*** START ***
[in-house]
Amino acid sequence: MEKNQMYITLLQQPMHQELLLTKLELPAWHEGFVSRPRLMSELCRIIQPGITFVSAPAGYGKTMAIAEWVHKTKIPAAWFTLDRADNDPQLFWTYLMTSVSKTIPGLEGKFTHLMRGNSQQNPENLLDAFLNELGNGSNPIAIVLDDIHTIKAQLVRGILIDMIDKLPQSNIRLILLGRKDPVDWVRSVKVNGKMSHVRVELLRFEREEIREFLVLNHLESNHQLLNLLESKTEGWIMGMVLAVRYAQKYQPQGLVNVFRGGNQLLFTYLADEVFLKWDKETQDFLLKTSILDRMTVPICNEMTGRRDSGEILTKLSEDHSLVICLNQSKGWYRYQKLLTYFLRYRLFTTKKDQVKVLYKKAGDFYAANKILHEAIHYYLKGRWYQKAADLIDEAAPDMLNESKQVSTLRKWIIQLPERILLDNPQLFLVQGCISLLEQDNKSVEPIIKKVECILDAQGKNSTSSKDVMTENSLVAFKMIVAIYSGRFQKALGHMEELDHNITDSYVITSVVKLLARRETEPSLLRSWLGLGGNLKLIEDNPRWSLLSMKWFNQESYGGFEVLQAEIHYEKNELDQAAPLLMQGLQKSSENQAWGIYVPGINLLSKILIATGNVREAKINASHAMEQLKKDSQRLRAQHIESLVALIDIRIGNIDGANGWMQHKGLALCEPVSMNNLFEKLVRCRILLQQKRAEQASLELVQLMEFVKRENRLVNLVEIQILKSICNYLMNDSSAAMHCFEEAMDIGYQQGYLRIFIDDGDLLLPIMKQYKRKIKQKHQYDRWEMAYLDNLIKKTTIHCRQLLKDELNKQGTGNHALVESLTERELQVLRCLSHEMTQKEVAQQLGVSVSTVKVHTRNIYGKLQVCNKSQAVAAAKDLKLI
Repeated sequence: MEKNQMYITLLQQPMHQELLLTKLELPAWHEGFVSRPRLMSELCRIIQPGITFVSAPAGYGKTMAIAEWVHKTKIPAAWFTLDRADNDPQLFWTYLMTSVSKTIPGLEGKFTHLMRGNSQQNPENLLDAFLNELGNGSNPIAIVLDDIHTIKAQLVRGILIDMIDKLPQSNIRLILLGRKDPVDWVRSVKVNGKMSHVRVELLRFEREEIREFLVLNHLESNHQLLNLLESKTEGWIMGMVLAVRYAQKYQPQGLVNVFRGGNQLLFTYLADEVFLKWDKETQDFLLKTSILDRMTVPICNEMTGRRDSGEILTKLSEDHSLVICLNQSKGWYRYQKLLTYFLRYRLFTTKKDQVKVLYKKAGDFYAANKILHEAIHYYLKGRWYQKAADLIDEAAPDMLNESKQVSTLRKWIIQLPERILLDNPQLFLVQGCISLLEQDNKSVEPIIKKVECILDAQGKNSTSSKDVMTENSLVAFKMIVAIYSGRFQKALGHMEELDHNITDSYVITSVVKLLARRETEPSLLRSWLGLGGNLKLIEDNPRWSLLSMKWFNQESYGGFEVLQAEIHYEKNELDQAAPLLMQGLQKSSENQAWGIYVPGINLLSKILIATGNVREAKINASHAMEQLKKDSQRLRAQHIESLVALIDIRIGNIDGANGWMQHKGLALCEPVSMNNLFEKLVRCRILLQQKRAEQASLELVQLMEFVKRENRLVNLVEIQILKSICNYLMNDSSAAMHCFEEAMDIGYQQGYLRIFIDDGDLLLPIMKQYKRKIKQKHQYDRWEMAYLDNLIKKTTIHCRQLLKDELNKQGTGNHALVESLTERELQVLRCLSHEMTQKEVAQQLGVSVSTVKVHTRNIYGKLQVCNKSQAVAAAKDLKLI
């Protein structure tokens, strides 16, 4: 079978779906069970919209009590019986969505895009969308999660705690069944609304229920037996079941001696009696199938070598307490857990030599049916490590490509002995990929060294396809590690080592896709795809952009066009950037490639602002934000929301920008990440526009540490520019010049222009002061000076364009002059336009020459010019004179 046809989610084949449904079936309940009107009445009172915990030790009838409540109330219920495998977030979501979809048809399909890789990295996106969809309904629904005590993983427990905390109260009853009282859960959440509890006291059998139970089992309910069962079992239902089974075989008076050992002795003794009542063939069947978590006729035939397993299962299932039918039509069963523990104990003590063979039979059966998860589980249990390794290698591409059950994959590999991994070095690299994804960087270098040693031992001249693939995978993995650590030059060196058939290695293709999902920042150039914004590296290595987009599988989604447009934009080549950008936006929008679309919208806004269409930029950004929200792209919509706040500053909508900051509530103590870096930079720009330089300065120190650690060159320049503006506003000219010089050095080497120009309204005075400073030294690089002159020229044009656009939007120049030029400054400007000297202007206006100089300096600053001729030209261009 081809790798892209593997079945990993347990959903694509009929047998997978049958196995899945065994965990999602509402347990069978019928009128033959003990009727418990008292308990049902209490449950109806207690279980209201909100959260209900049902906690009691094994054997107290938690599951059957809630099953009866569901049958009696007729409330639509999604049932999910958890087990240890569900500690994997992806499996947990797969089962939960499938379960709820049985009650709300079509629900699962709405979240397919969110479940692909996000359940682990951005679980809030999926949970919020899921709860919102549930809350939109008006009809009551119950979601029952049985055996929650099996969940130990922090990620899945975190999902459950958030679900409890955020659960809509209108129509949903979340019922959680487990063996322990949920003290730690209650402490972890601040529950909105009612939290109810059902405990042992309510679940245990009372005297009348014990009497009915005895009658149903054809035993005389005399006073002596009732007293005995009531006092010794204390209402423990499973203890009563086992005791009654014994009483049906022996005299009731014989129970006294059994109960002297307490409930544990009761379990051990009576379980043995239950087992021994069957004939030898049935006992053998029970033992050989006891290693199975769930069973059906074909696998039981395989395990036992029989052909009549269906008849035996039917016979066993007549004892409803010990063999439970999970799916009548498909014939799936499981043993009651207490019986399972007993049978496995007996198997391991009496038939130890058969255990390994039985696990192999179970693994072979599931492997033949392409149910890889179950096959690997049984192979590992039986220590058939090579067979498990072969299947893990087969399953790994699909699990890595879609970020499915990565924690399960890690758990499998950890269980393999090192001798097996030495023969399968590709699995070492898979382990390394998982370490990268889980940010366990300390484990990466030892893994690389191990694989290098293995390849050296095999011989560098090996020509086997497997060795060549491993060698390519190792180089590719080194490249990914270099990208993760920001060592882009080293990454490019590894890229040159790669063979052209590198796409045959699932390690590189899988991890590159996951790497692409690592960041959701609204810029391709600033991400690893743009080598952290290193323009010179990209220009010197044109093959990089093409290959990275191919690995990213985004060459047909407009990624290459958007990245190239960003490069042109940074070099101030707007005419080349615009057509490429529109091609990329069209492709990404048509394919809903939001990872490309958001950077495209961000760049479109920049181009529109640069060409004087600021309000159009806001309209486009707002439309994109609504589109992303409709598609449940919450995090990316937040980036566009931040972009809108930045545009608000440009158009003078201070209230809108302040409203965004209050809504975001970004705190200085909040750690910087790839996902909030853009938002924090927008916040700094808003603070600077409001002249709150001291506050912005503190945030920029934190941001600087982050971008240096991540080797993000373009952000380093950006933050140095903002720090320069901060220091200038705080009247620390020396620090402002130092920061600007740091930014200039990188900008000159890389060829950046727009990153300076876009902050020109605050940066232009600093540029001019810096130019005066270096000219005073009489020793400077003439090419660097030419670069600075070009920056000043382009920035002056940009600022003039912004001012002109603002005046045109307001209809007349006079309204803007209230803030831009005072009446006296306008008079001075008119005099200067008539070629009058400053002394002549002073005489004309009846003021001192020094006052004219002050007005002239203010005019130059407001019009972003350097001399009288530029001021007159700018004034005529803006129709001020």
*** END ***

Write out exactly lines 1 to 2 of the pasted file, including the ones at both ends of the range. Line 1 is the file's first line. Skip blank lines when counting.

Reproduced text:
[in-house]
Amino acid sequence: MEKNQMYITLLQQPMHQELLLTKLELPAWHEGFVSRPRLMSELCRIIQPGITFVSAPAGYGKTMAIAEWVHKTKIPAAWFTLDRADNDPQLFWTYLMTSVSKTIPGLEGKFTHLMRGNSQQNPENLLDAFLNELGNGSNPIAIVLDDIHTIKAQLVRGILIDMIDKLPQSNIRLILLGRKDPVDWVRSVKVNGKMSHVRVELLRFEREEIREFLVLNHLESNHQLLNLLESKTEGWIMGMVLAVRYAQKYQPQGLVNVFRGGNQLLFTYLADEVFLKWDKETQDFLLKTSILDRMTVPICNEMTGRRDSGEILTKLSEDHSLVICLNQSKGWYRYQKLLTYFLRYRLFTTKKDQVKVLYKKAGDFYAANKILHEAIHYYLKGRWYQKAADLIDEAAPDMLNESKQVSTLRKWIIQLPERILLDNPQLFLVQGCISLLEQDNKSVEPIIKKVECILDAQGKNSTSSKDVMTENSLVAFKMIVAIYSGRFQKALGHMEELDHNITDSYVITSVVKLLARRETEPSLLRSWLGLGGNLKLIEDNPRWSLLSMKWFNQESYGGFEVLQAEIHYEKNELDQAAPLLMQGLQKSSENQAWGIYVPGINLLSKILIATGNVREAKINASHAMEQLKKDSQRLRAQHIESLVALIDIRIGNIDGANGWMQHKGLALCEPVSMNNLFEKLVRCRILLQQKRAEQASLELVQLMEFVKRENRLVNLVEIQILKSICNYLMNDSSAAMHCFEEAMDIGYQQGYLRIFIDDGDLLLPIMKQYKRKIKQKHQYDRWEMAYLDNLIKKTTIHCRQLLKDELNKQGTGNHALVESLTERELQVLRCLSHEMTQKEVAQQLGVSVSTVKVHTRNIYGKLQVCNKSQAVAAAKDLKLI